‘Revolutionary’ Reveal body cameras could be used for interviews
Police chiefs in Hampshire have proposed a move to use their frontline officer’s Reveal body cameras to interview suspects at crime scenes.
Hampshire’s chief constable Andy Marsh, who is also the national policing lead for body-worn video, said extending the use of Reveal cameras could lead to “cheaper justice”.
A Hampshire police spokesman confirmed that the Home Office has authorised a trial, which comes as police forces face further reduced budgets in Chancellor George Osborne’s upcoming spending review.
If the trial is successful, interviews recorded on the body cameras would only take place for low-level crimes, such as anti-social behaviour and shoplifting, but the current laws of police practice will have to be updated before the system is officially introduced.
John Apter, Chairman of the Hampshire Police Federation affirmed: “This is about
transparency, that’s for the public and the media to see the transparency of policing, but also to give an element of protection for the officers.
Sadly, there are times when officers have been accused of things; serious matters which have later been shown to be false and malicious. The use of body worn video (BWV) gives protection against such allegations which can be very damaging.
We have seen shocking examples of BWV evidence where our officers have been attacked and the video has helped in the prosecution of the case, often assisting in offenders pleading guilty to their crimes as their irrefutable behaviour is there for all to see. This highlights the reality of policing in a way which has never been seen before. So whilst BWV can’t prevent officers being assaulted, it certainly helps in bringing swift justice for those who commit the assault.
The footage is also good for officers at the scenes of incidents like domestic violence where you see in high definition the impact that violence can have, which is very often never seen by the public or by the judiciary system; it’s a way for the court to look inside that room.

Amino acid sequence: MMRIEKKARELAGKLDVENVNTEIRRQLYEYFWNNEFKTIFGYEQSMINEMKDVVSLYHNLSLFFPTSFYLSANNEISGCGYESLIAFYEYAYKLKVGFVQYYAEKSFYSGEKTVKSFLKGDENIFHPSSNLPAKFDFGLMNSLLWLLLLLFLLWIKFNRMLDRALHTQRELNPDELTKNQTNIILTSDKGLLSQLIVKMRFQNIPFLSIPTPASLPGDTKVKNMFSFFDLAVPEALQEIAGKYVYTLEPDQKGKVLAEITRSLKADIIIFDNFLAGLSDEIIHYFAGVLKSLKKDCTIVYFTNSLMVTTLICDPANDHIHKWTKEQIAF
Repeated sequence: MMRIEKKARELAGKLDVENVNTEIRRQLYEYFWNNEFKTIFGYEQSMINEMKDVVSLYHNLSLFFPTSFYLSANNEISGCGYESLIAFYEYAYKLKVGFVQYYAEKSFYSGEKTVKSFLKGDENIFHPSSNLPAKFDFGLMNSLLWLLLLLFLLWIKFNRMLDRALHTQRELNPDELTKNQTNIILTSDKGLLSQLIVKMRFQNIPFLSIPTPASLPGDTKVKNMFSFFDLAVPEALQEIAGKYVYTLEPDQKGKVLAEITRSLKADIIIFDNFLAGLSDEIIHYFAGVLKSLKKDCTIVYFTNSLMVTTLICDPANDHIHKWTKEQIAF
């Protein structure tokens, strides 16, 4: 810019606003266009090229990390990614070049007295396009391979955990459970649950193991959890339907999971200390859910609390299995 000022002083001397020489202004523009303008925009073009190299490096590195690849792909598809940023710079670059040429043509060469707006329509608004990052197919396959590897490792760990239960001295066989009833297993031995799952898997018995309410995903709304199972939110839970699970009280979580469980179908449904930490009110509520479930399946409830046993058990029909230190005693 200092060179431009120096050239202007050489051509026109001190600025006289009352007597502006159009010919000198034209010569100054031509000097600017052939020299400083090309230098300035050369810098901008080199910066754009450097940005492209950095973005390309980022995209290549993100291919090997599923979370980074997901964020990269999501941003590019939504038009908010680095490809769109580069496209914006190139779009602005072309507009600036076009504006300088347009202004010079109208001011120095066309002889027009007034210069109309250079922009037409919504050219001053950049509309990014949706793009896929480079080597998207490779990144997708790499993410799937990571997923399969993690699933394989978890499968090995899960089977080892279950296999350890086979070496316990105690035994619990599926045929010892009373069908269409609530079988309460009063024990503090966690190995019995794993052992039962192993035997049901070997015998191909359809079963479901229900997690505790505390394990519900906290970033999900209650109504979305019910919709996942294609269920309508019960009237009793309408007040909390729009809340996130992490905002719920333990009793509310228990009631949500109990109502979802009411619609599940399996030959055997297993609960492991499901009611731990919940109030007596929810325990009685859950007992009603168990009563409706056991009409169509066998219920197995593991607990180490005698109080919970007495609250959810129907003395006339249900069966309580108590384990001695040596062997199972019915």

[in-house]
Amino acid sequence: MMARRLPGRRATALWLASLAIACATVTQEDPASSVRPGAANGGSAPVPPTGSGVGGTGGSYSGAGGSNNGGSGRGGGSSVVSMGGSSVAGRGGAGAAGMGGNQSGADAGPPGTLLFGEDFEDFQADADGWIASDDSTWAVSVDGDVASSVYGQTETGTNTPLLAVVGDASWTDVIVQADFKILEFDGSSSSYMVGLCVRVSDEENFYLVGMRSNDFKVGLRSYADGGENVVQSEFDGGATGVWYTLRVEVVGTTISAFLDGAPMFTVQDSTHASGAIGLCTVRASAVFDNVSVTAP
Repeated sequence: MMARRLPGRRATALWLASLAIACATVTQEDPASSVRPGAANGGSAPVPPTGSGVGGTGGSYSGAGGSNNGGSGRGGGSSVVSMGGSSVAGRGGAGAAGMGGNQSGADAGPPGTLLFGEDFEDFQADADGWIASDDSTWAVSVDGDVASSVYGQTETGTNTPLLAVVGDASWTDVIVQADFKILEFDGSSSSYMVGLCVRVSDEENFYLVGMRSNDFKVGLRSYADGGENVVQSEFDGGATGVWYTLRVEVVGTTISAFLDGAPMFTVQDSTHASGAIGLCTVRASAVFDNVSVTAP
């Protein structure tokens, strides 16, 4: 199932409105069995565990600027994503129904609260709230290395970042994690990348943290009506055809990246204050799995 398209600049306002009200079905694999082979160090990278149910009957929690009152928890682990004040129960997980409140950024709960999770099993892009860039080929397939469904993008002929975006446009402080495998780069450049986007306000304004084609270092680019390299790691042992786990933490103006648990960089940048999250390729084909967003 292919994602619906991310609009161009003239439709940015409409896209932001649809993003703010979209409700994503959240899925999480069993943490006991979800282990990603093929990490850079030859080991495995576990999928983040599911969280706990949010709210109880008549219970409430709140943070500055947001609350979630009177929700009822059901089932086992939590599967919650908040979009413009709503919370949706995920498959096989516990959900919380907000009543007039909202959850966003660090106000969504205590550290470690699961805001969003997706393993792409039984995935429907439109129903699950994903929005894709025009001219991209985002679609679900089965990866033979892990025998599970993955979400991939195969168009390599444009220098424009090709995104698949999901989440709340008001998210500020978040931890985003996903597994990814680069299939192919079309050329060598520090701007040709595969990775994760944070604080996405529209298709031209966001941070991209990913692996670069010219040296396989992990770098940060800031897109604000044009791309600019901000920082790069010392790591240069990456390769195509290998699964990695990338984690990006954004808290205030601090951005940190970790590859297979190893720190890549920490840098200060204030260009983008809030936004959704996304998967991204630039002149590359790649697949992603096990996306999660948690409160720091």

For far too long policing has been stuck in the dark ages because it’s always trying to catch up on using up to date technology. BWV is a great use of simple and accessible technology which, if used properly, and with the support of government in changing legislation, will allow BWV to be used in innovative ways which will be better for the wider criminal justice system.
The public and the media have already seen a glimpse of how the BWV footage helps and the public see the realities of policing which I think will bring more support. There’s lots of reasons to be positive about this. It is providing officers with that extra level of support, making sure we get the best possible evidence and give the public an insight into what officers are faced with on a daily basis.
This is the police getting up with the times, we must use the technology we have to its full potential and if used appropriately it could help reshape the future of policing.”
Dan Nesbitt from Big Brother Watch shared Apter’s enthusiasm for the benefits:
“Body worn cameras represent a unique opportunity to both improve transparency and accountability within the police, whilst also cutting the level of aggression officers receive from members of the public. However, as with all new technologies, it is vital that the cameras are deployed responsibly and in a way that takes into account civil liberties and privacy.
At the moment, we’re recommending that members of the public must be informed when they are being filmed by officers.
Furthermore, studies show that these cameras actively reduce the number of times members of the public are abusive towards officers. Simply put: if they don’t know they are being filmed there will be no change in a person’s behaviour.
The second recommendation is that when the footage is taken off the camera it must be stored securely. It is vital proper safeguards are in place to protect the information when it is stored.
The idea behind body worn cameras is a good one and all the evidence, from both the UK and abroad, shows that it can be an important tool in fighting crime and improving transparency. It is also understandable that in an age of squeezed police budgets, new and innovative ideas will be tested to reduce the burden on officers.
We ask that it is done in an open and transparent way that ensures protection of a citizen's rights and privacy."
Being able to record interviews for low level crimes will save a significant amount of an officer’s time on the beat. By negating the need to transport an offender to a station to record and transcribe their statement, the officer will be able to resolve incidents quicker, making them more efficient and available to police.